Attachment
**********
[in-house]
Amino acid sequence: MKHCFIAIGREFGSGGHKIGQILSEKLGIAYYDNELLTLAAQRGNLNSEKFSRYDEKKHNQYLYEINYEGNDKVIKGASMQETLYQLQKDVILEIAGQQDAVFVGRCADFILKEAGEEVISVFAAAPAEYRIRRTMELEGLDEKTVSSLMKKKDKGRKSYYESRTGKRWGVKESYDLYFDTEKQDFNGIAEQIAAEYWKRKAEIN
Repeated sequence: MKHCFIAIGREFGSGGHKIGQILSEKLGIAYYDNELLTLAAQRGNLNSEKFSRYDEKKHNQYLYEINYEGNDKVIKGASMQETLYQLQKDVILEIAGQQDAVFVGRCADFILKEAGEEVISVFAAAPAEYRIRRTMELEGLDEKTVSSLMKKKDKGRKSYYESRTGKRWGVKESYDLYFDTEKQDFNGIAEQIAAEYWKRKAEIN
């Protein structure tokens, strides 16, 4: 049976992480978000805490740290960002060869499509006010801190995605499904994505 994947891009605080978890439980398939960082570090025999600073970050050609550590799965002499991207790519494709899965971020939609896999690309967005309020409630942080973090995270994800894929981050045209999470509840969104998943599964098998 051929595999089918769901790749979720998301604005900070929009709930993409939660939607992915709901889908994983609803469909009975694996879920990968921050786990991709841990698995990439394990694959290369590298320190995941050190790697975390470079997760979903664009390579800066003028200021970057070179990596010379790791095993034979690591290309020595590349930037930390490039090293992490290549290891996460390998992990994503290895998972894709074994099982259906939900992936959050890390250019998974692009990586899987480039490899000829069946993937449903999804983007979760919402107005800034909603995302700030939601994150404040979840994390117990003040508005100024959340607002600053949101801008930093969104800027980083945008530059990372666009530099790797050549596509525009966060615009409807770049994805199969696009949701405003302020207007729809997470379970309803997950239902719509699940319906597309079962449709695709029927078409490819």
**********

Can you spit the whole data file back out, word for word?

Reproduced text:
[in-house]
Amino acid sequence: MKHCFIAIGREFGSGGHKIGQILSEKLGIAYYDNELLTLAAQRGNLNSEKFSRYDEKKHNQYLYEINYEGNDKVIKGASMQETLYQLQKDVILEIAGQQDAVFVGRCADFILKEAGEEVISVFAAAPAEYRIRRTMELEGLDEKTVSSLMKKKDKGRKSYYESRTGKRWGVKESYDLYFDTEKQDFNGIAEQIAAEYWKRKAEIN
Repeated sequence: MKHCFIAIGREFGSGGHKIGQILSEKLGIAYYDNELLTLAAQRGNLNSEKFSRYDEKKHNQYLYEINYEGNDKVIKGASMQETLYQLQKDVILEIAGQQDAVFVGRCADFILKEAGEEVISVFAAAPAEYRIRRTMELEGLDEKTVSSLMKKKDKGRKSYYESRTGKRWGVKESYDLYFDTEKQDFNGIAEQIAAEYWKRKAEIN
């Protein structure tokens, strides 16, 4: 049976992480978000805490740290960002060869499509006010801190995605499904994505 994947891009605080978890439980398939960082570090025999600073970050050609550590799965002499991207790519494709899965971020939609896999690309967005309020409630942080973090995270994800894929981050045209999470509840969104998943599964098998 051929595999089918769901790749979720998301604005900070929009709930993409939660939607992915709901889908994983609803469909009975694996879920990968921050786990991709841990698995990439394990694959290369590298320190995941050190790697975390470079997760979903664009390579800066003028200021970057070179990596010379790791095993034979690591290309020595590349930037930390490039090293992490290549290891996460390998992990994503290895998972894709074994099982259906939900992936959050890390250019998974692009990586899987480039490899000829069946993937449903999804983007979760919402107005800034909603995302700030939601994150404040979840994390117990003040508005100024959340607002600053949101801008930093969104800027980083945008530059990372666009530099790797050549596509525009966060615009409807770049994805199969696009949701405003302020207007729809997470379970309803997950239902719509699940319906597309079962449709695709029927078409490819």